>> Diego (interview): Well, that touches on a subject came up when I was talking to other AANHPI folks for this episode, and that is the myth of the model minority came up. The stereotype that generalizes Asian populations is like high-achieving, well-off, smart, healthy even, and therefore, might not require as much attention as other so-called minorities, but in reality, that kind of just flattens the diverse experiences that you mentioned of Asian Americans into like a singular, very narrow narrative, and I think it also perpetuates this like falsehood that AA and HPI folks don't experience systemic racism. And in the first half of the show, we talked about the Chinese Exclusion Act as a clear example that wasn't true, and although it was repealed and marginalization isn't, you know, as overt as it was 100 years ago, we still have, you know, a lot of progress to make. 

Otherwise, we might not be having this conversation right now. Of course, I'm also thinking of the xenophobic, anti-Asian sentiment, and hate crimes that flared up during the COVID pandemic. And on top of that there’s a scarcity in senior leadership, even at NIH. 

So yeah, that’s a lot to throw at you, but I guess I’m wondering, how you see those challenges, those biases, the barriers that hinder advancement.

>> Dr. Vo: Yeah, absolutely. I think during the pandemic, there was the rise of xenophobia and anti-Asian hate crimes.It's not like they didn't exist pre-pandemic, but they were heightened, and we finally brought attention to it during the pandemic. The xenophobic phrases that were said are phrases I've actually heard my entire life, and it wasn't until I was much older and in college that I had learned about the term xenophobia. I didn't know what that was growing up. My parents didn't talk about that, and so, when someone told me this is what xenophobia means, I realized, light bulb moment, this is what people have said to me growing up of go back to your own home country. Where are you actually from? You're not actually American, and this is something that really frustrated me on a, obviously, a personal level because I was born and raised in the United States. This is all I've known. I don't consider any other country my home. And so that xenophobia is a really challenging issue that I think needs to be addressed in the forefront, not just during the pandemic, but lifelong to really address the biases that people have of this feeling that Asians are outsiders.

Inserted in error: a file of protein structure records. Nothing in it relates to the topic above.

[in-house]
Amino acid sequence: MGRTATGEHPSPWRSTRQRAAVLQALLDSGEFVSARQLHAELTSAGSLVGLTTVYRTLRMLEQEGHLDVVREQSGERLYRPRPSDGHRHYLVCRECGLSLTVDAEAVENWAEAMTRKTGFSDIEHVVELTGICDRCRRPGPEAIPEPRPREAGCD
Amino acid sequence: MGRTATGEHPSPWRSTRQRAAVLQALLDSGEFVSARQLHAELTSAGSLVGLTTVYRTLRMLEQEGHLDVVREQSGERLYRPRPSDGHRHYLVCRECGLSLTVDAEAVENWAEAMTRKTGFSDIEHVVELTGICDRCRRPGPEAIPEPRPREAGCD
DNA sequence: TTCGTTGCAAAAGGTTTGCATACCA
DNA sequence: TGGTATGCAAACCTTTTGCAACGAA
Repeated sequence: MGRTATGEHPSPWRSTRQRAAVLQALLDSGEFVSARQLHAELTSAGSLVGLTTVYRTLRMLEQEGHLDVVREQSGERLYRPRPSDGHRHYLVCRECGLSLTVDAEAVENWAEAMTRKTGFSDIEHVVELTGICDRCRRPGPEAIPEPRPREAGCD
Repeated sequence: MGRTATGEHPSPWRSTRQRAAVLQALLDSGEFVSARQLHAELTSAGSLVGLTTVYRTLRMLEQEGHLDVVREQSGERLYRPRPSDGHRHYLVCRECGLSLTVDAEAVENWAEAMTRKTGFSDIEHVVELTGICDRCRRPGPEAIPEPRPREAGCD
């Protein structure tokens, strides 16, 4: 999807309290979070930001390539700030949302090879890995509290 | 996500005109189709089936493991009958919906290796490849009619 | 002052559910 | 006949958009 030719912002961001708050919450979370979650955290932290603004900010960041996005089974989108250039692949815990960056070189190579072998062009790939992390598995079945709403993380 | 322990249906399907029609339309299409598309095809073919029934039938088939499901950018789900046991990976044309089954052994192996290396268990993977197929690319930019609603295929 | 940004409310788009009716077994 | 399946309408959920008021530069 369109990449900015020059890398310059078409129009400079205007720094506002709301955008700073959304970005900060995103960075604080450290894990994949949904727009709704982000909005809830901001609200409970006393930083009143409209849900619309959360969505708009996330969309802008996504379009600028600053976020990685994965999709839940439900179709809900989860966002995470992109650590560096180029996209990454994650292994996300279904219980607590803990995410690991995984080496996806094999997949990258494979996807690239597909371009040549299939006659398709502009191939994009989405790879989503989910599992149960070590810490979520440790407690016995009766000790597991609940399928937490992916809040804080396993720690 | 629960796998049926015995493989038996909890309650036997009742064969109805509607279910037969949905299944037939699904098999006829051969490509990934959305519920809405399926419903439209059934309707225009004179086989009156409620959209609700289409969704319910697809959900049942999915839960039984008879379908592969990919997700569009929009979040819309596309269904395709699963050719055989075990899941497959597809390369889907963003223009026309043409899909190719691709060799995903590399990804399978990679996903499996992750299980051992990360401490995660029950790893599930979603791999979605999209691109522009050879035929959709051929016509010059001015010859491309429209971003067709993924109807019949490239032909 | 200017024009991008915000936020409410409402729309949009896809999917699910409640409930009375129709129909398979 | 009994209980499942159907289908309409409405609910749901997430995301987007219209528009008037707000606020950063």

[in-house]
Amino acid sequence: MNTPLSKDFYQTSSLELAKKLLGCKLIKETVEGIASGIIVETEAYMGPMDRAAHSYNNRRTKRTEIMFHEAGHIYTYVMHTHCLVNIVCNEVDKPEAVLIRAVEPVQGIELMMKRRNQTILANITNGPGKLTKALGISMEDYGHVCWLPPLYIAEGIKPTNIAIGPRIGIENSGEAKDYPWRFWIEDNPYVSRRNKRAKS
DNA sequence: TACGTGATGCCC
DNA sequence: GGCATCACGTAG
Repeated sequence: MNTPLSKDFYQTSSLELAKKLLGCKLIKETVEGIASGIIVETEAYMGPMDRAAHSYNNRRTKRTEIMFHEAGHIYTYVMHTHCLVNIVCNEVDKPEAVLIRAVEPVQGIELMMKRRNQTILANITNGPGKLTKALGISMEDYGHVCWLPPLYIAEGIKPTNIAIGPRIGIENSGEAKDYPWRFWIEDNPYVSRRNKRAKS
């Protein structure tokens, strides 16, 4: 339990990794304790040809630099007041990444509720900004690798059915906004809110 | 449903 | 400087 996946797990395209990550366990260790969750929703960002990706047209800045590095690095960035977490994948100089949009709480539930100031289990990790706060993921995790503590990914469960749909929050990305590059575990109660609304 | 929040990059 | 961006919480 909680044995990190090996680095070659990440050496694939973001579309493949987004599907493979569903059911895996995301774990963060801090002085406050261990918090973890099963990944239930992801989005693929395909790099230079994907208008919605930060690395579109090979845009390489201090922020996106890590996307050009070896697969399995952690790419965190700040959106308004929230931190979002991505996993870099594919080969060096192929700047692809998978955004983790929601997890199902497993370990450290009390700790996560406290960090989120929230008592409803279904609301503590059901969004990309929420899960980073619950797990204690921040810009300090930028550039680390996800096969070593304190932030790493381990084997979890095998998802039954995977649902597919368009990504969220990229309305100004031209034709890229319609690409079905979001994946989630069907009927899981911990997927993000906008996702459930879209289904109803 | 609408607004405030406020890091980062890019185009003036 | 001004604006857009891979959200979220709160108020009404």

I think another part that you really brought up is that there is a lack of Asian in leadership. Asians are not considered underrepresented in science, and it's because Asians are grouped together as one. If you broke down the Asian ethnicity, you would likely see that there is much less representation of Southeast Asians within science. But you cannot see that, and the data are not available. So that's another frustrating aspect for me because I don't often see other Vietnamese American scientists. We exist. And then moving past seeing representation in science is going into that leadership aspect. You're spot on. Asians are not well represented in leadership. And so I see that as a challenge to mentor others who are from diverse populations, I want to be able to create resources that are attractive to them for them to do research in these diverse populations. 

And so one avenue to do this is because I am a co-principal investigator with Dr. Gretchen Gierach of the Kaiser Permanente Breast Cancer Survivors cohort, which is an initiative within DCEG. through this cohort, this started to be able to look at treatment-related second cancers and cardiovascular disease within breast cancer survivors. I've now led the initiative to expand to two more racially diverse cohorts, including Kaiser Permanente, Georgia, which has a large population of non-Hispanic Black patients, and then Kaiser Permanente Hawaii, which has one of the largest populations of Asian American and Pacific Islander populations. 

We're now embedding this data into our cohort, and so, what I'm hoping is that now I'm creating a resource that future individuals who are coming from minoritized backgrounds would be interested in coming to work with me so that I have this opportunity to mentor them and then pay it forward in my research.

This page was last updated on Thursday, May 30, 2024